Sunday, 3 March 2013

"A ghost is an emotion bent out of shape, condemned to repeat itself time and time again."

In 2008, Argentinian siblings Andy and Barbara Muschietti created a three-minute short simply titled Mamá. It featured little more than two young girls being menaced by a contorted, wild-haired, watery spectre. Beautifully shot, simple and terrifying, it attracted the interest of Guillermo del Toro (The Devil's Backbone, Hellboy, Pan's Labyrinth). Small wonder, as executive producer on the likes of The Orphanage (2007) and Don’t Be Afraid Of The Dark (2010) del Toro clearly has a passion for childhood ghost stories. Now five years later, the Muschetti's have turned their online sensation into a full length feature thanks to the championing of del Toro. Del Toro himself takes another executive producer role on the feature, whose influence is both immediate and palpable.





Expanding on the original shorts premise, this supernatural chiller tells the haunting story of two young sisters who are abandoned in a forest cabin the day their mother was murdered. Whilst there they are fostered by an unknown entity that they fondly call Mama. But when the girls are miraculously rescued five years years later and brought back to suburbia to begin a new life with their Uncle Lucas (Nikolaj Coster-Waldau) and his girlfriend Annabel (Jessica Chastain), they find that Mama still wants to come and tuck them in at night.

Whilst Mama is a cut above your regular recent spooky shockers such Insidious (2011) or The Possession (2012), it overlaps possibly too much with the likes of Don’t Be Afraid Of The Dark and Daniel Radcliffe's post-Potter vehicle The Woman In Black (which also featured a child-menacing, homicidal mother ghost). It’s easier to set up a single, inexplicable horror scene than it is to string together a series of them into a coherent narrative, and Mama doesn’t quite manage it. The opening falls back on the old trick of the criminal listening to radio news reports of his misdeeds to fill in back story, plus there’s a drawn-out strand about a double-dealing shrink obsessed with a 19th-century ghost that only serves to leave all too convenient plot information on a laptop.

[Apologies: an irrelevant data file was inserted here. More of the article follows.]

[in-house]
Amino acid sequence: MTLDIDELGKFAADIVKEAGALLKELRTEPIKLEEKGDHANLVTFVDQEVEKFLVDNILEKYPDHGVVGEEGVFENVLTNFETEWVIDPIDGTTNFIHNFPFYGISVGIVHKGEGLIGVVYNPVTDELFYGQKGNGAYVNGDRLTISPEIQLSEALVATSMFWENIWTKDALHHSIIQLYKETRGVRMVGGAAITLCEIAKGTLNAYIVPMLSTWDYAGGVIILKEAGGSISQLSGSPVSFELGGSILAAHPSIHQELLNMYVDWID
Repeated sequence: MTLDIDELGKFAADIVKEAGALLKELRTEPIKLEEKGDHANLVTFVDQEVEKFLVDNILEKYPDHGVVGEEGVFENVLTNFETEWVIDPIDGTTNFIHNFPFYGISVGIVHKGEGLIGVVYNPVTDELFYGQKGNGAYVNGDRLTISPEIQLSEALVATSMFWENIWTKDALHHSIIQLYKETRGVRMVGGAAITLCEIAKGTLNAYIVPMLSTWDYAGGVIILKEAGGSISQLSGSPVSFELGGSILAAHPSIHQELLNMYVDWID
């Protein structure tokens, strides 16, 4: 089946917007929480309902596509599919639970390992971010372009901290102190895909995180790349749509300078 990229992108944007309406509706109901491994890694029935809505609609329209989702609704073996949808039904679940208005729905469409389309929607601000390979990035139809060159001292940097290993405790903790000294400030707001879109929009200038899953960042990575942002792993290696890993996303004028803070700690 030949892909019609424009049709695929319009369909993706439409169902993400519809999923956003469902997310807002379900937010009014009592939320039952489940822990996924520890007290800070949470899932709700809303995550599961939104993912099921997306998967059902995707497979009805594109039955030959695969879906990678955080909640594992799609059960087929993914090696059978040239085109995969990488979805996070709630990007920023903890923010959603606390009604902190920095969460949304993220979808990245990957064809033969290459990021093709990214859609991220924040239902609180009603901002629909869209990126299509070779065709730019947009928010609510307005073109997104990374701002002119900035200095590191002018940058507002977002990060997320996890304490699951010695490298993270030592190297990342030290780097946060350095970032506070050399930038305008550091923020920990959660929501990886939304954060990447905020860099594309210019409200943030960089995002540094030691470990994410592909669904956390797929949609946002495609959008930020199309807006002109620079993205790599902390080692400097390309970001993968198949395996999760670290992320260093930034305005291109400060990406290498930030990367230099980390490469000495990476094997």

Mama also shows its hand way too early and plainly. The ghost appears before the credits, so we already know what the girls’ problem is while their uncle (Nikolaj Coster-Waldau) and his girlfriend (Chastain) are playing catch up. The currently busy Jessica Chastain (The Tree Of Life, Lawless, Zero Dark Thirty) is almost unrecognisable as the black-haired pixie-punk rock chick Annabel, who doesn’t want kids yet winds up as surrogate mother to the young girls.

Aided by Gabriel Gutiérrez's brilliant sound design, it's the smaller, less obvious moments in the first half that make for bigger jumps than the manifestations that come later, reducing the title menace to little more than an attention-seeking special effect. That said, Megan Charpentier and Isabelle Nélisse as the haunted semi-feral sisters, are great and Chastain brings a much needed touch of class to proceedings. In all, despite it's overuse of good effects, this has enough shocks and screams to make it a decent cinematic ghost story. It also makes Andy Muschietti a man worth looking out for in the future.






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